• Don’t operate the heater or A/C until you’re clear of the filling station. If they’re on, the ventilating fans could draw in fumes from outside.
  • Windshield washer fluid has a high alcohol content, so it’s a good idea to keep the window closed for a short while if you’ve washed your windshield as well.

Getting a fail from ethanol fumes is pretty rare, but with the simple precaution of closing windows and doors, you won’t need to worry about it.

Colorado State Patrol to Country Jam Festival Fans: The Whiskey Ain’t Workin’ Anymore

For four days every year the country fans of America get their own Woodstock: the Colorado music festival known as Country Jam. But this year’s fest was not all pickin’ and singin’: there was some patrollin’ and arrestin’ going on as well. Colorado State Patrol made certain that the Jam Ranch was one terrible place to drink and drive. And most of the attendees got the message.

Few DUIs at Country Jam in Colorado this yearLast week fans arrived en masse for the concerts in cars, trucks, campers and on motorbikes.  After four days of fun and music, one would think the Jam Ranch would be fertile ground for anyone hunting drunk drivers.

So did the police, who set up patrols on I-70 from 5 p.m. to 5 a.m. for six consecutive days to catch anyone who might be impaired. In the old Whiskey Bent and Hell Bound days, patrols would net 50 or more DUIs. But by the third day of this year’s festival, just 2 arrests were reported.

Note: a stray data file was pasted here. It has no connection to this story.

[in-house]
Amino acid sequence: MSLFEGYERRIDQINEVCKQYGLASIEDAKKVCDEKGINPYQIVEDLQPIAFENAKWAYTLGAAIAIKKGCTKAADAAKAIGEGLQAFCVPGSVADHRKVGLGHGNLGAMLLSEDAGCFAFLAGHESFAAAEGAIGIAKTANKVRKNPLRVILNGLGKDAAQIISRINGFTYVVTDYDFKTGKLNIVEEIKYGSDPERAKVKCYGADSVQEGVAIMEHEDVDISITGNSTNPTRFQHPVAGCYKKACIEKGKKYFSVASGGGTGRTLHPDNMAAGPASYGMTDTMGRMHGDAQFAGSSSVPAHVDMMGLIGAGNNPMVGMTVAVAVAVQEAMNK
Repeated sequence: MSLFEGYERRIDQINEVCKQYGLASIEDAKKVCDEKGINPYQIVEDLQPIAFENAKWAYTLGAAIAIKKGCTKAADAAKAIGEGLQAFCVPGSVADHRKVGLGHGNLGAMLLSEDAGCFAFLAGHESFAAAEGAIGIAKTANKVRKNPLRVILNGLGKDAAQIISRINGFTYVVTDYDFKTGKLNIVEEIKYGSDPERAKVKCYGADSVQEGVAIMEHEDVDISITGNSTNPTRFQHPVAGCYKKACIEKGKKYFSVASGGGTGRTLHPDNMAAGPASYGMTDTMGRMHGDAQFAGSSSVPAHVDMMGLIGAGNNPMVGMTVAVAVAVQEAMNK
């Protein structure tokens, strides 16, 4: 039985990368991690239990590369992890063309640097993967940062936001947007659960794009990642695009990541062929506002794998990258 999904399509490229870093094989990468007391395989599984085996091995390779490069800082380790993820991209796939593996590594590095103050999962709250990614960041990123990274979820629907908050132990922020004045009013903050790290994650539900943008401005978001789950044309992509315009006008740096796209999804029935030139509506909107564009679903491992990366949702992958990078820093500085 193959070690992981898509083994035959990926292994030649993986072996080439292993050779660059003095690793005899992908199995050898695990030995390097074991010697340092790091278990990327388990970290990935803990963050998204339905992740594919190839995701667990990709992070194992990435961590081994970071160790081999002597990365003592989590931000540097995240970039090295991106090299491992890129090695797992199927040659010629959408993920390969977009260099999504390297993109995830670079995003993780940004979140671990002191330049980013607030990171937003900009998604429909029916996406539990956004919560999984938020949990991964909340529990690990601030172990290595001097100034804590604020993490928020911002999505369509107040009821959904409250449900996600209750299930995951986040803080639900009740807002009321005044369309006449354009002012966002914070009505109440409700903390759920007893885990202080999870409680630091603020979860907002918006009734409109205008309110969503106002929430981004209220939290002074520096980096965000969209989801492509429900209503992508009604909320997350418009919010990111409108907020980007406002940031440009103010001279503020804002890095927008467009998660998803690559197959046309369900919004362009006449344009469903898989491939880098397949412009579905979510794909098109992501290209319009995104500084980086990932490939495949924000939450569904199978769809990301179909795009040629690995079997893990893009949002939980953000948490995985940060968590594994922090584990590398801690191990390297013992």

This is a dramatic change in public drinking behavior. From news reports, people were camping out at the festival and, if they’d been drinking, were sobering up for the last day so they could drive home with their heads and driving records clear.

What has changed? Enforcement has helped a great deal: saturation patrols have raised awareness of the chance of arrest, and sobriety checkpoints, which are legal in Colorado, have kept anti-DUI efforts constantly in the public eye.

But not everyone fears punishment. There are outlaw types too: what if you’re the only hell your mama every raised? What’s making you stay sober while driving?

In a word, attitude. The public is losing patience with drunk drivers, and the trend toward stricter laws, social host restrictions, and ignition interlock requirements is proof of it. Impaired driving isn’t amusing anymore – it’s seen as the lethal activity it really is. And those who drink and drive are finding less and less sympathy as years go by.

We salute the Colorado State Patrol, and all the safety advocates who have been spreading the message far and wide – because people come from far and wide to Country Jam. Changes in drunk driving statistics don’t happen by chance, not at this magnitude. A lot of people worked very hard to make a common but deadly practice unfashionable.

These days, in Colorado, most drivers walk the line.

Maryland’s SPIDRE Is Catching More Drunk Drivers in Its Web Lately. What’s Going On?

Cops in Maryland appear to have their hands – and their back seats – full. A surprising number of DUI arrests have been recorded lately. For example, 80 drivers were arrested in just one weekend. One offender managed to get caught twice in one night.

maryland's spidre patrol is making many dui arrests latelyWorse, the drivers seem to be more intoxicated than usual. The State Police SPIDRE (State Police Impaired Driving Effort) Unit, part of a program which targets areas with high rates of drunk driving crashes, reported that the average BAC (blood alcohol concentration) of offenders was more than twice the legal limit.

For the record, a .17 BAC is very, very intoxicated. At that level a person has difficulty holding a conversation, much less a steering wheel.